FAQ re: Principle 8.1
Question: What is the sense of "business practice and guidance" in Manifesto principle 8.1?

Rules are about business practice and guidance; therefore, rules are motivated by business goals and objectives and are shaped by various influences.

The intended sense covers coordination of operational business activity, as well as the know-how associated with the product/service(s).


FAQ re: Principle 8.1
Question: What kind of 'influences' is the Manifesto referring to in principle 8.1?

Rules are about business practice and guidance; therefore, rules are motivated by business goals and objectives and are shaped by various influences.

Refer to pp. 27-34 of the Business Motivation Model (BMM - 1.4) available on http://www.businessrulesgroup.org/bmm.shtml.


FAQ re: Principle 8.2
Question: What kind of 'costs' is the Manifesto referring to in principle 8.2?

Rules always cost the business something.

"Costs" are meant to include both direct costs (e.g., the people, money, etc. required to administer rules) and indirect costs (e.g., the learning curves, organizational adjustments, etc. of affected workers). "Costs" do not, however, include costs of transition to a rules approach. There are naturally costs associated with transition to any new approach.


FAQ re: Principle 8.4
Question: What does Manifesto mean by principle 8.4?

'More rules' is not better. Usually fewer 'good rules' is better.

Many companies have dozens of exceptions to every rule, making management, dissemination and enforcement of rules difficult and expensive. Having a smaller number of good rules is preferable, where "good" is measured in terms of productivity, agility, and achievement of business goals.


FAQ re: Principle 8.5
Question: What does Manifesto mean by "system" in principle 8.5?

An effective system can be based on a small number of rules. Additional, more discriminating rules can be subsequently added, so that over time the system becomes smarter.

The intended sense is "IT system" or "application system". The same thought applies, however, to viewing some part of the business (or all of it) as a "system".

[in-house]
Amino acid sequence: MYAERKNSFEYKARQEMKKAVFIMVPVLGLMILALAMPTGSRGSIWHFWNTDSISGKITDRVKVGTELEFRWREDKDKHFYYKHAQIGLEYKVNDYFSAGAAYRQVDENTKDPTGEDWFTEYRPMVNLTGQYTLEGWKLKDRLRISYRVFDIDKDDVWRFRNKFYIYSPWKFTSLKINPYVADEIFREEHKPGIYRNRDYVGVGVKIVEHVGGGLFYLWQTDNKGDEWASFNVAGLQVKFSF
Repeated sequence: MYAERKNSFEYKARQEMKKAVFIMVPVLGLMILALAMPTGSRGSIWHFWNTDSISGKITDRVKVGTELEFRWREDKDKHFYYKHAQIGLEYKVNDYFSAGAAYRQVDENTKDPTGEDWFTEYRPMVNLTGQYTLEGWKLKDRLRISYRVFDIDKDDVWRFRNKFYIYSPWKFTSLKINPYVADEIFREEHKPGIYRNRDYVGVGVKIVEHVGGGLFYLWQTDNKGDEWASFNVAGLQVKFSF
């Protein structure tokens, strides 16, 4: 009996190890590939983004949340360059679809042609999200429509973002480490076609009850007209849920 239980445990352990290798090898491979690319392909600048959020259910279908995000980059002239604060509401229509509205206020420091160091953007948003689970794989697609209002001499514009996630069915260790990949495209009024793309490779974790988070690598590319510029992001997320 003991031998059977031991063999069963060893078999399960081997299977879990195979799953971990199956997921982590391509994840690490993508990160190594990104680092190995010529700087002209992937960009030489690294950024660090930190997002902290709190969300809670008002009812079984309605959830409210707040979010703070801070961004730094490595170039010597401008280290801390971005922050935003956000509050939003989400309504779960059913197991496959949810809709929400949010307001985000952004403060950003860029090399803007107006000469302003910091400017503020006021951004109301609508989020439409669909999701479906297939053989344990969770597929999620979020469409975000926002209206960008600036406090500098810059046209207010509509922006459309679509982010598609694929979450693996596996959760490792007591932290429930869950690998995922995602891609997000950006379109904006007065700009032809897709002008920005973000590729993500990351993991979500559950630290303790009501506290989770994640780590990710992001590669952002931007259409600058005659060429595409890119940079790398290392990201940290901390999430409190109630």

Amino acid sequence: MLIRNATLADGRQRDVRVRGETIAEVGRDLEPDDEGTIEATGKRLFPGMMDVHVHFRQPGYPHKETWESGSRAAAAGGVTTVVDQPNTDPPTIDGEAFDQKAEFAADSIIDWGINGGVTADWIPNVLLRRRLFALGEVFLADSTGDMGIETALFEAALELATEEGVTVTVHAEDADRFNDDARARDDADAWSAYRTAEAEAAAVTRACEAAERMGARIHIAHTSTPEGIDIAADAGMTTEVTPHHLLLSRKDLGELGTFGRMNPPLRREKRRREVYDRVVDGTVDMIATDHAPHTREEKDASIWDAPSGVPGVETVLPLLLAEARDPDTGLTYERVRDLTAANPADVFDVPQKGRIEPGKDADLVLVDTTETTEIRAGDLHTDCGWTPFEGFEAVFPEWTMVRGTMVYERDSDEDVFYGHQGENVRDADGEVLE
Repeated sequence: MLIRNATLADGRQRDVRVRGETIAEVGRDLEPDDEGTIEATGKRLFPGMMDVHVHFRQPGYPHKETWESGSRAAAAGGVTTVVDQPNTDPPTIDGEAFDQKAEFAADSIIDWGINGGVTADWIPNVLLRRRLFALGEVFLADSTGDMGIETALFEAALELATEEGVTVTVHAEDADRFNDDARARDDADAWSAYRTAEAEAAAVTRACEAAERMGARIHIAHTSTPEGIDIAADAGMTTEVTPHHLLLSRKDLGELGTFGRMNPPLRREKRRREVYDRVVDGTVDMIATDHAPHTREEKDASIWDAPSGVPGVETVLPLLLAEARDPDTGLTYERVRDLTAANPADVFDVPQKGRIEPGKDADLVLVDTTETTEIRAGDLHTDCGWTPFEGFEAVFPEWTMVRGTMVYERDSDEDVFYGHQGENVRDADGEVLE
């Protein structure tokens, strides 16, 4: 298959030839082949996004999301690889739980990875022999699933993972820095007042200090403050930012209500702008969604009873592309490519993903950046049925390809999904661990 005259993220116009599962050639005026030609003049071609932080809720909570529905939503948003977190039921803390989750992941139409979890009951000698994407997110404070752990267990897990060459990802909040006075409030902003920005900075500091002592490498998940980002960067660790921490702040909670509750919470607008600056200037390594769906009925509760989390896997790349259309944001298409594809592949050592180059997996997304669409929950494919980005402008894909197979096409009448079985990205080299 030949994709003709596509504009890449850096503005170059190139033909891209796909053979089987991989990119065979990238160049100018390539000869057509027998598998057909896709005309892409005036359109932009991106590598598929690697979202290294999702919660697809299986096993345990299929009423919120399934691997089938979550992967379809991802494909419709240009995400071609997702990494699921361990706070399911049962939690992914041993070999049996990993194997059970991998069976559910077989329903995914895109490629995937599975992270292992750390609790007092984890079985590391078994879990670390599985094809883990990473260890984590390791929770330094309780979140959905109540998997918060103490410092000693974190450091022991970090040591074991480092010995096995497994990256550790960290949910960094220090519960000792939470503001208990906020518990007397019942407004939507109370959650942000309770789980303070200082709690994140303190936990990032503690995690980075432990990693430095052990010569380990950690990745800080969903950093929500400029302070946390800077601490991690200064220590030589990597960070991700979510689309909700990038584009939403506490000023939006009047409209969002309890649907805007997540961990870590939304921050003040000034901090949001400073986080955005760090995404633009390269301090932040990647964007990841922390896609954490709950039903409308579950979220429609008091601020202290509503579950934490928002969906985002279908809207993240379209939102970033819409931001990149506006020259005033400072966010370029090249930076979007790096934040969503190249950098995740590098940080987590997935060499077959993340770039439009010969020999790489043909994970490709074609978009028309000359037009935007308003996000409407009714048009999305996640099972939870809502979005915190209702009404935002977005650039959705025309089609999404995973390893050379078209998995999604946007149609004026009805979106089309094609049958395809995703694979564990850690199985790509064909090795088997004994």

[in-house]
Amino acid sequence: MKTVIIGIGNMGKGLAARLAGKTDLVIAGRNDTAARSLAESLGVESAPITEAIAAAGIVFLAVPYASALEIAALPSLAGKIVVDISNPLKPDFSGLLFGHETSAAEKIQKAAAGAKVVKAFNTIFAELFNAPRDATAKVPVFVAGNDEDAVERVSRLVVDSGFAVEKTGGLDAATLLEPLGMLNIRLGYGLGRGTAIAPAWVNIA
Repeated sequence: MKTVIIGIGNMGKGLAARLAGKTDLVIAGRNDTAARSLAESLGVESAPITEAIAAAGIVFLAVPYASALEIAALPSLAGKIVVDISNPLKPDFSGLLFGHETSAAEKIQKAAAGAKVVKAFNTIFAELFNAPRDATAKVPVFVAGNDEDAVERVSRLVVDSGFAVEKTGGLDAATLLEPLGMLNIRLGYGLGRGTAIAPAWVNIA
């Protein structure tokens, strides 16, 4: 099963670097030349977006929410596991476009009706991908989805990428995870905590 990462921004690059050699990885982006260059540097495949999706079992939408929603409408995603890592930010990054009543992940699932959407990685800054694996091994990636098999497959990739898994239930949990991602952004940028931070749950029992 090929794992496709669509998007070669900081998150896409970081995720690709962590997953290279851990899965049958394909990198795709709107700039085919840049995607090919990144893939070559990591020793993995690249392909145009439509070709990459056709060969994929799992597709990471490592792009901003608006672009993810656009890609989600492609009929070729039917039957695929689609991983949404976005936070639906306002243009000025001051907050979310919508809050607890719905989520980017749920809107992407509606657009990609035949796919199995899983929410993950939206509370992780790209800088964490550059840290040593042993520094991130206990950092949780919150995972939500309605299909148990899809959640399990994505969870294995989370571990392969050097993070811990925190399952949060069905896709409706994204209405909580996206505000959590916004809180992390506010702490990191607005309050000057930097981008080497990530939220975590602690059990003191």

FAQ re: Principle 9.2
Question: What is the sense of "formulate" in Manifesto principle 9.2?

Business people should have tools available to help them formulate, validate, and manage rules.

The intended sense includes "develop", and "express" or "articulate". Business people should have friendly, interactive tools that assist directly in correct use of vocabulary and in creating well-formed statements of business rules in structured natural language.


FAQ re: Principle 9.2
Question: Why does the Manifesto mandate tools in principle 9.2?

Business people should have tools available to help them formulate, validate, and manage rules.

Only small collections of relatively simple business rules can be effectively validated by business people without automated assistance. Beyond that point, tools are needed.


FAQ re: Principle 9.3
Question: Does 'consistency' in Manifesto principle 9.3 mean 'no contradictions'?

Business people should have tools available to help them verify business rules against each other for consistency.

The idea is to detect any kind of anomalies within sets of rules - e.g., subsumptions, equivalences (producing redundancies), near identicals (for further inspection), etc.


FAQ re: Principle 10.3
Question: What does Manifesto mean by "hardware/software platforms" in principle 10.3?

Business rules should be organized and stored in such a way that they can be readily redeployed to new hardware/software platforms.

The intended sense is "machines or software systems capable of supporting some type of business activity". The same thought applies, however, to new business capabilities (i.e., to viewing some new part of the business as a "system").


FAQ re: Principle 10.4
Question: What is the sense of "adaptability" in Manifesto principle 10.4?

Rules, and the ability to change them effectively, are fundamental to improving business adaptability.

The intended sense is "an ability to adjust nimbly to changing circumstances, emerging risks, or new opportunities" - in other words, agility.

References:

[1] The Manifesto is free, only 2 pages long, translated into 15 languages. Have a quick look (or re-look!). No sign up required. Well worth your time.

FAQs Pertaining to Specific Principles